Intentional Blogging in the Magnificent Medium: 7 Tips for Newbies

oscar meyer

This photo, taken just this weekend, captures the essence of two of my cardinal rules for intentional blogging: Always carry a camera, and NEVER take yourself too seriously!

Occasionally, readers will ask how I come up with ideas for blog posts.

For those who write on a regular basis we know the answer to this question. It’s just not easily conveyed in words.

In its purest form, writing is art, and it’s difficult for any artist to explain how they do exactly what they do.

My answer is found somewhere among a few simple philosophies:

  1. Everyone has a story.
  2. People enjoy reading about other people, and taking a look into their lives.
  3. We don’t talk enough about the uncomfortable issues in life.
  4. The world would be a better place if we could all be more transparent.
  5. Down deep in our hearts, we’re all pretty much the same.

My primary blog is relatively diverse. That comes mostly from a background in journalism. I tend to focus on issues of faith, politics, humor and stories about others.

But the idea of intentional blogging, i.e., blogging with purpose, frequency and readership benefit, has a learning curve for any writer. Strange as it sounds, I see life through the blog, and come across dozens of ideas daily that are blog-worthy.

If you’re a blogging newbie, struggling with how you’ll define yourself in this magnificent medium, consider some of the following practices that have helped me along the way.

1.  CULTIVATE RELATIONSHIPS INSIDE THE BLOGOSPHERE: I may never meet many of the bloggers with whom I’ve communicated over time, but they are relationships I treasure, and many of us carry a mutual admiration for the others’ work. Thank people for their “likes” and “follows.” Read their work and compliment them when you’re impressed. Just yesterday, a former PGA Tour professional followed my blog after reading a random post about a weekend round of golf. That follow was an honor for me. I sent him a “thank you” note of sincere appreciation and wished him luck on his pursuit on the Senior Tour. I appreciated his reading, and I bet he appreciated my thank you, and I bet we’ll talk again somewhere down the line. See Ian Hardie’s fine blog here: www.golfhabits.com

2. MAKE NOTE OF YOUR IDEAS: Writing ideas come at the most inconvenient of moments. Mine come while I’m driving, in meetings, or in the middle of an important conversation. Make a quick mental note, and at the first opportunity, take

Teva shoes

NOTES ON A SHOEBOX: I really do stuff like this, and it works for me.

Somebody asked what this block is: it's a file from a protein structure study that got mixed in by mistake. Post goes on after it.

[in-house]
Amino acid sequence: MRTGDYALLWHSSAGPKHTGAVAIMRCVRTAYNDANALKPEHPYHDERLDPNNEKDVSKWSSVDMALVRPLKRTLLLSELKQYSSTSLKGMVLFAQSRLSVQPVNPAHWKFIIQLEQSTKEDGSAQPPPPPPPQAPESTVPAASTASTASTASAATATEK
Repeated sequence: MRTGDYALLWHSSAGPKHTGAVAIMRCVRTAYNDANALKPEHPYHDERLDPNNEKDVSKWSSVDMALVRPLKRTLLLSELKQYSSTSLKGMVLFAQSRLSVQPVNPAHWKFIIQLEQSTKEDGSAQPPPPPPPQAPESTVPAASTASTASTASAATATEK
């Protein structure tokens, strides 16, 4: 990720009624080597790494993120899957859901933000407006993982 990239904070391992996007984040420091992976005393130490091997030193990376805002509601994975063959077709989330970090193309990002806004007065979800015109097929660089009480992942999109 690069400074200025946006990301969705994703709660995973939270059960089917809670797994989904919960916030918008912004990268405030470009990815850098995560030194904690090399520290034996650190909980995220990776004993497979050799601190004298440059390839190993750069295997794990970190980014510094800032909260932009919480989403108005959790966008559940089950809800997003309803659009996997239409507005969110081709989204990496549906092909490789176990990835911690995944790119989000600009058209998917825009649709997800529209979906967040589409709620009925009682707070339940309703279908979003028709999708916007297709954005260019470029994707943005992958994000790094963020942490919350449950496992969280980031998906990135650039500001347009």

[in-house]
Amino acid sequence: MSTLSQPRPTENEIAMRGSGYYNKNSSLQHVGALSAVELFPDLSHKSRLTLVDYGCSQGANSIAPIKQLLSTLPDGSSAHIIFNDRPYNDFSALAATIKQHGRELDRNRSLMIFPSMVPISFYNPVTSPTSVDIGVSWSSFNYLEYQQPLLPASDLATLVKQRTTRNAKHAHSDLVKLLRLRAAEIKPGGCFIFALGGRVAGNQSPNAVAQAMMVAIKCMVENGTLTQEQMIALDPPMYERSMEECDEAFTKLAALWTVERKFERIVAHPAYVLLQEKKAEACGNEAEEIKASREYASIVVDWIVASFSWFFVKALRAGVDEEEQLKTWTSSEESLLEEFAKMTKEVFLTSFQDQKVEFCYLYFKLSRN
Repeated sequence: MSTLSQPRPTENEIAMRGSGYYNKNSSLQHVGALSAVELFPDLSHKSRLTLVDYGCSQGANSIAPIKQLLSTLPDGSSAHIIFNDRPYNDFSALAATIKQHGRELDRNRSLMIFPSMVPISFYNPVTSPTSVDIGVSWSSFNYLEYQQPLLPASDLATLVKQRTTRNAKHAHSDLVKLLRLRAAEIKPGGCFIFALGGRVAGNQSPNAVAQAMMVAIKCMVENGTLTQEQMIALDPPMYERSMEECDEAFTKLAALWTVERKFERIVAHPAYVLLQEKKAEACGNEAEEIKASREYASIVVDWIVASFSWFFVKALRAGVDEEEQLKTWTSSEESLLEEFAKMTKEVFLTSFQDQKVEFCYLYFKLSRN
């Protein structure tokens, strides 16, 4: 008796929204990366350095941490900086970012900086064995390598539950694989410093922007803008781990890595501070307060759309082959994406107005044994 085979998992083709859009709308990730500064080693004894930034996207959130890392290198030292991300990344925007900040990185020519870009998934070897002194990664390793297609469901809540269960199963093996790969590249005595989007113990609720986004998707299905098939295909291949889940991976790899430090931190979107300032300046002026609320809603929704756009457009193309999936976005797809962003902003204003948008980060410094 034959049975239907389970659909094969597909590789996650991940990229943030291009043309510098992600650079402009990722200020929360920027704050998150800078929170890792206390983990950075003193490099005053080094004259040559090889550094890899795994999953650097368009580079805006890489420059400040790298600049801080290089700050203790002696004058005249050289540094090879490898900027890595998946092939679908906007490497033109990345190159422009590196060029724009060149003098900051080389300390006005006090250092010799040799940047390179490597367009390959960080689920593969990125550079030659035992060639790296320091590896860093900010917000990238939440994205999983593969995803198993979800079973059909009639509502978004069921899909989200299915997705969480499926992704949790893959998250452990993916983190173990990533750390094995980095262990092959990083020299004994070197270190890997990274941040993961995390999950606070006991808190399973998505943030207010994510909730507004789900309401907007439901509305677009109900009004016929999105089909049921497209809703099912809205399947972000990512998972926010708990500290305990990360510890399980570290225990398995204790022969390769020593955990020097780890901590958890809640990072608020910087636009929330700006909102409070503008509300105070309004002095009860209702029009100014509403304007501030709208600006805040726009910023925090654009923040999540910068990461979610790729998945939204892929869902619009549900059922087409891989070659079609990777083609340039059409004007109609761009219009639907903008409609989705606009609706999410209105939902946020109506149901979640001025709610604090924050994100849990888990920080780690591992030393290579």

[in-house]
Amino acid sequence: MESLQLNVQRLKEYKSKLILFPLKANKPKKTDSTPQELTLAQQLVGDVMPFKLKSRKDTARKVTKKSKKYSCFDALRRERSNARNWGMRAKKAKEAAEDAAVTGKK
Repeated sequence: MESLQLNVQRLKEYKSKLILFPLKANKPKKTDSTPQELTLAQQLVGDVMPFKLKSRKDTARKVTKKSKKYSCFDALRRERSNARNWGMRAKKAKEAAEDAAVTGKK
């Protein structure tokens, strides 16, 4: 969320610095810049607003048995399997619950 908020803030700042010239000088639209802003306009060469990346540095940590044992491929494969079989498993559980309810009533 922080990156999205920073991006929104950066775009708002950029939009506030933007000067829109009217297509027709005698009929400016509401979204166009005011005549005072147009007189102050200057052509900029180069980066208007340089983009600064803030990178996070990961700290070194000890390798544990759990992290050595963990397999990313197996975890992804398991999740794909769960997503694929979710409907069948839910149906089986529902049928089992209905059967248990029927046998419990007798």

your idea and WRITE IT DOWN. I’ve learned that moments matter, and moments lost, are not easily recaptured. Throughout the day, I jot my ideas down on paper, napkins or whatever is handy, and at the end of the day, a rough title is entered onto my dashboard.  That way, I have an ongoing resource of posts. The post I’m writing now comes literally from notes I took on the top of a shoe box.

3. ALWAYS CARRY A CAMERA: There’s no substitute for great writing, but it’s the visual elements that draw readers into your site. People love looking at photos of other people. Anyone who goes on a road trip with me knows there will be several unscheduled stops along the way. I vowed months ago that whenever I saw a photo worth taking, I’d stop and take it. Many of those photos become blog topics, and most readers enjoy them.

4. KEEP A JOURNALISTS‘ MINDSET, BECAUSE IF YOU BLOG, YOU ARE A JOURNALIST: You don’t need a degree on your wall to be a journalist. The trick is learning to think like a journalist. Because I’m a news junkie, I’ll often take national news stories, localize them in some fashion, and provide commentary on the general topic. This previous post is just one example. It addresses the very real topic of why the cost of beef will skyrocket in the next two months: http://wp.me/p2bjEC-xR

My blog posts come in two forms: OBJECTIVE and OPINION. Important blog post topics call for objectivity – presenting both, or all sides, of an issue. Fair comment and criticism also has its place, and is a great way to generate activity on your blog.

5. FEAR NOTHING: Some of the greatest bloggers I read, examine the most controversial of topics and pour transparency into their work. You may be in the midst of the most tumultuous time of your life, or be witness to a horrible injustice. Here’s my advice: WRITE ABOUT IT. If you don’t, who will? And what good will come if the topic is never addressed? As a blogger, you can make a difference in the world, one blog post at a time.

6. BELIEVE IN YOURSELF: If you’ve ever had this thought: (my petty little blog will never make a difference) STOP IT. You are now part of a magnificent medium – a collective community of unparalleled talent. You’ve chosen to be here, and there’s a reason. You have a purpose.

AND THIS IS THE MOST IMPORTANT TIP OF ALL

7. NEVER, NEVER, NEVER TAKE YOURSELF TOO SERIOUSLY: You may be nominated for awards across the blog-spectrum; you may be Freshly Pressed; you may be re-tweeted by Rick Warren; and paid opportunities may flock your way. But NEVER take yourself too seriously. Keep your ego in check. Stay humble. Never stop learning. Be thankful for every follower … and blog on, baby.

(Steve Watkins is a former newspaper journalist and magazine editor with more than 15,000 interviews to his credit. He is the author of a developing series of non-fiction books: The Trilogy of Light, and he currently serves as a freelance writing and blogging coach. For more information, inquire @ stevewatkins71@yahoo.com)

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